If you want proximity to the bold attractions of Istanbul – Topkapι Palace, the Blue Mosque and the ancient, huge-domed Hagia Sophia – then stay in the city’s traditional, pious quarter, Sultanahmet. Here, old timber-fronted homes line the steep streets, and food vendors wander by with carts, offering things to eat and drink such as boza – a non-alcoholic pick-me-up of fermented millet that is popular in winter. You’ll be able to walk to the Grand Bazaar and the Spice Bazaar, and across the Galata Bridge, which spans the Golden Horn waterway. From there, catch the Tünel funicular up to bohemian Beyoglu for nocturnal fun.

For more ideas, check out our list of top places to stay in Istanbul.

What to do in Istanbul as a solo traveller

Part modern metropolis and part ancient city – a former Greek, Roman and Ottoman capital – Istanbul has plenty to appeal to all kinds of travellers. But there are certain highlights that you absolutely must fit in.

4. A Bosphorus cruise

Natural Feature

Ferry on the water in front of many waterside buildings in downtown Istanbul, including the tall Galata Tower
© Nikolay Vinokurov / Alamy Stock Photo

If the weather’s bright and sunny, nothing beats a municipal ferry ride from the jetty in tourist-loved Eminönü. The water churns as you depart and tea-sellers do the rounds, offering piping-hot glasses of çay and snacks. The route you want is the tour to the village of Anadolu Kavagι, at the northern extremity of the strait. En route you’ll pass splendid 19th-century timber merchant houses, as well as mansions and mosques amid inky-dark cypress trees. Disembarking at Anadolu Kavagι, take a table at a fish restaurant, order a bottle of Turkish wine and relax into the afternoon, until the return ferry beckons.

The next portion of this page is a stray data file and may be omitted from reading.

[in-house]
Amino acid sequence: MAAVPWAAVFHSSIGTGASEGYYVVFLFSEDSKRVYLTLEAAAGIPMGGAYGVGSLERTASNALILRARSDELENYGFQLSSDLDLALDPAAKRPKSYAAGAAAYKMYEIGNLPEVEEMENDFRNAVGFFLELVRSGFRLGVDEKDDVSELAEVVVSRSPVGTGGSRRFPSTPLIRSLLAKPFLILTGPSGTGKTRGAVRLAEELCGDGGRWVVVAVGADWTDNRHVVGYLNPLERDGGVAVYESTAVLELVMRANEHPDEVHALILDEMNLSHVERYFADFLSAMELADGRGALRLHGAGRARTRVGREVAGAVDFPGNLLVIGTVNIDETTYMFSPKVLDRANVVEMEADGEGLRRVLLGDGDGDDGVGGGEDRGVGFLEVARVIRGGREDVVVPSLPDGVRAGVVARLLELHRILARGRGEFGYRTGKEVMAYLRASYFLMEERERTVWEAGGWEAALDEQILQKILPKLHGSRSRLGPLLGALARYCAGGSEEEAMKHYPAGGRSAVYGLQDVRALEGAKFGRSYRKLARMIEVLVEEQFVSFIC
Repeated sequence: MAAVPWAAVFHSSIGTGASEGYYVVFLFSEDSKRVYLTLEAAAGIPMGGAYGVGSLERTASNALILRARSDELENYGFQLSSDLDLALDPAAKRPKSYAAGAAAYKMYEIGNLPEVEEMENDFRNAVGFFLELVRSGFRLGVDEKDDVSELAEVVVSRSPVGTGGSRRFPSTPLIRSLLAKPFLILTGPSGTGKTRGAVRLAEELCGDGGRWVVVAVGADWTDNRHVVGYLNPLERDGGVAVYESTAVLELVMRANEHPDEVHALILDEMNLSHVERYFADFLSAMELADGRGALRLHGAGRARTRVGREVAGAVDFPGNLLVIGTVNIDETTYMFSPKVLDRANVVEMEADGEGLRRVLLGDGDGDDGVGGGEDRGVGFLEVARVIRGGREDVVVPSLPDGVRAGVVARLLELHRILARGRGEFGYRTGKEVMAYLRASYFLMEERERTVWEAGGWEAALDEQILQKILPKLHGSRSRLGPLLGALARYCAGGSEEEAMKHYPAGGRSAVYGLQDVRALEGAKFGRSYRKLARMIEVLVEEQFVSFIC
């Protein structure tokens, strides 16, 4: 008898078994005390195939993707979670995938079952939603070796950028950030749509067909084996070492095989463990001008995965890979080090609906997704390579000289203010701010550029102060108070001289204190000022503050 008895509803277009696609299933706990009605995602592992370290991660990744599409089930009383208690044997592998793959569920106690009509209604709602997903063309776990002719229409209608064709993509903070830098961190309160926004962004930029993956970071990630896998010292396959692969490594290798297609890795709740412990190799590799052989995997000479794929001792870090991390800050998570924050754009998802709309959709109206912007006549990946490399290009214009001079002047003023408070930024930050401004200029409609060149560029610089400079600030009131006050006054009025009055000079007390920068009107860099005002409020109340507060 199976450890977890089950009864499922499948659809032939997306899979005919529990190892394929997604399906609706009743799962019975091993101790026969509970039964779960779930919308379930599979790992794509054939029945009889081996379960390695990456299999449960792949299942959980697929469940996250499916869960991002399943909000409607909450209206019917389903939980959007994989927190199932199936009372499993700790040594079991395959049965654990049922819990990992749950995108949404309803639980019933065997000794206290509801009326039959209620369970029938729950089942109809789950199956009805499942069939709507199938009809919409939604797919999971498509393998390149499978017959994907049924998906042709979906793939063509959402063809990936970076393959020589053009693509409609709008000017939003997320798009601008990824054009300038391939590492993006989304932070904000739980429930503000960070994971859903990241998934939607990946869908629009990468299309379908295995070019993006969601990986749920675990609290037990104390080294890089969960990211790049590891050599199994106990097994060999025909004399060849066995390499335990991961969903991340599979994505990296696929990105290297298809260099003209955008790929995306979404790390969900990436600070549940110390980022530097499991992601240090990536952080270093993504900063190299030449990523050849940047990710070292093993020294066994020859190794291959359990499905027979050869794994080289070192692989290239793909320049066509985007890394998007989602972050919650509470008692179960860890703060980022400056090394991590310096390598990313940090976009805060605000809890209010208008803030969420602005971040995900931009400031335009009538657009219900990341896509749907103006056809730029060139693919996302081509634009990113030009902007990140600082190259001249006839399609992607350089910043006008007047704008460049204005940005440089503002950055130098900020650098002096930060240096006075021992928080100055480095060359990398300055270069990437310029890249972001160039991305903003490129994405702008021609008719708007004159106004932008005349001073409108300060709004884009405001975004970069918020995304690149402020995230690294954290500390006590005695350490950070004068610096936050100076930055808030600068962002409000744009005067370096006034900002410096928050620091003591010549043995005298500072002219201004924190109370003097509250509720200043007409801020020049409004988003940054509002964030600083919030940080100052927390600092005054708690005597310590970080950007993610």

5. Spice Bazaar

Market, Turkish

Many people walk, browse and sell in the tall Spice Bazaar (also known as Misir Carsisi or Egyptian Bazaar) in Eminonu
© Ian Dagnall / Alamy Stock Photo
Piles of dried fruit, sacks of every conceivable herb and spice, tins of caviar and bags of nuts – this 17th-century institution overwhelms the senses with its drifting aromas and vendors’ cries, its colourful produce and whirlpools of shoppers. Handily located close to the Eminönü side of the Galata Bridge, this is the place to come for souvenirs and gifts – you’ll find plenty of dime-a-dozen keepsakes, from key rings to T-shirts. Even if you only browse, you’ll come away with vivid memories of a unique spot.

6. Topkapι Palace


Rectangular pool of green water in tree-lined courtyard of Topkapi Palace, one part of which stands in front
© JOHN BRACEGIRDLE / Alamy Stock Photo
Rising unmistakably from its prime position on the city’s Byzantine promontory, the centuries-old former residence of sultans is a magnificent place in which to spend hours. In summer the lawns are made for lazing, and the on-site al fresco restaurant, Konyalι, has matchless views up the Bosphorus. But it’s the priceless artefacts on display that win the day. The Ottomans collected fine Chinese porcelain – still highly photogenic after hundreds of years – and their haul is joined here by captivating relics of the Prophet Muhammad.

Visit the palace when you join Culture Trip’s 12-day small-group adventure From Istanbul to Antalya: the Ultimate Turkey Itinerary.

Eating and drinking in Istanbul